Court rules against Scottish Government’s named person policy

Picture: TSPL
Picture: TSPL
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Nicola Sturgeon’s controversial Named Person scheme was yesterday ruled unlawful by the UK’s highest court in a judgment that is deeply embarrassing for the Scottish Government.

The ruling by the UK Supreme Court found that the Named Person legislation risks breaching the right to privacy and family life under the European Convention on Human Rights (ECHR).

The decision by the judges is a devastating critique of this fatally-flawed flagship legislation. It is holed below the water line. Let us hope it sinks without trace.

Simon Calvert

A unanimous decision by five judges has led to calls for the recall of Holyrood to discuss the implications for the scheme, which was to be fully rolled out next month and intended to give every Scottish child a Named Person to monitor their welfare.

Anti-Named Person campaigners were delighted by the judgment. But the Scottish Government was defiant with Education Secretary John Swinney vowing to work with public services and children’s charities to keep the scheme going.

Mr Swinney said the government would start work on changing the Children and Young People (Scotland) Act 2014 to make it compatible with the ECHR. The Scottish Government has 42 days in which to address the issues raised in the judgment.

The court case was brought as part of a campaign being fought against the legislation by critics of the scheme which typically sees head teachers or health visitors appointed named persons. Its critics have described the legislation as “a snoopers’ charter” which is “an unjustifiable intrusion” on family life by the state.

Although the judgment acknowledged the aim of the scheme – to protect the wellbeing of children – was “unquestionably legitimate and benign”, it found it risked breaching Article 8 of the ECHR.

Everything you need to know about the named person bill

This article is designed to protect the right to respect for private and family life. The court objected to the Scottish Government’s proposal to share information about children across agencies.
The 48-page document underlined the importance of article 8 and issued a general warning, noting: “The first thing that a totalitarian regime tries to do is to get to the children, to distance them from the subversive, varied influences of their families, and indoctrinate them in their rulers’ view of the world. Within limits, families must be left to bring up their children in their own way.”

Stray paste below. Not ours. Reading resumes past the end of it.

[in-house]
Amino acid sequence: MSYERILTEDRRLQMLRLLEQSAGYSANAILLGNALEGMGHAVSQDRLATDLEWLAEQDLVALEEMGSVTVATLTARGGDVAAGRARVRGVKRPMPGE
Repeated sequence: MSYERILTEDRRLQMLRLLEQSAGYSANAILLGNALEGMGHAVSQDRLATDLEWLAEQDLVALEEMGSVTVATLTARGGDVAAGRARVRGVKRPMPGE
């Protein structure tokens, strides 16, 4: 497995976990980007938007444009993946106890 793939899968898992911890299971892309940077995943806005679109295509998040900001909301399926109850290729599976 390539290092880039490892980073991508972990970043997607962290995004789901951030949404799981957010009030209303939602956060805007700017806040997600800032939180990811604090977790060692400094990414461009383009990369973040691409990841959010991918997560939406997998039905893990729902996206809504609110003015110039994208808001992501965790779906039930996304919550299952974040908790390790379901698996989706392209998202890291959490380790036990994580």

The sharing of information about vulnerable children across agencies was a key aspect of the Named Person legislation. It was introduced in a bid to prevent tragedies such as the death of 11-week-old Caleb Ness from Edinburgh who was killed by his father despite the involvement of social work and health staff.
But the judgment said: “Information, including confidential information concerning a child or young person’s state of health (eg as to contraception, pregnancy or sexually transmitted disease), could be disclosed to a wide range of authorities without either the child or young person or their parents being aware of the interference with their article 8 rights.”
It added that the legislation did not satisfy the requirement of being “in accordance with the law”.
The appeal was brought by the No to Named Persons (NO2NP) coalition, which is made up of the Christian Institute, Care (Christian Action Research and Education), Tyme Trust and the Family Education Trust.

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They took their case to the Supreme Court after their arguments failed to convince the Court of Session in Edinburgh. The ruling, made by Lady Hale, Lord Wilson, Lord Reed, Lord Hughes and Lord Hodge – found that Holyrood had acted outwith its powers when passing the Children and Young People (Scotland) Act 2014.

Simon Calvert, spokesman for NO2NP, said: “We are delighted with the decision which proves our concerns, and those of the 35,000 people who signed our petition, were properly founded. The proposed scheme was intrusive, incomprehensible and illegal.

“This ruling means the Scottish Government has been blocked from implementing this scheme on 31 August. It must scrap its plan for state snoopers with intrusive data sharing powers.”

Mr Swinney said: “The court’s ruling requires us to provide greater clarity about the basis on which health visitors, teachers and other professionals supporting families will share and receive information in their named person role.

“We will start work on this immediately so we can make the necessary legislative amendments.”

Last night, the Lib Dems called for MSPs to be recalled from their summer recess. MSP Tavish Scott said: “This is hugely serious. Parliament was asked to support a flagship piece of legislation.

“The highest court in the UK has today ruled sections of it as unlawful. We need to know quickly what changes will be made to comply with this decision and MSPs must be given the chance to agree on the way ahead.”

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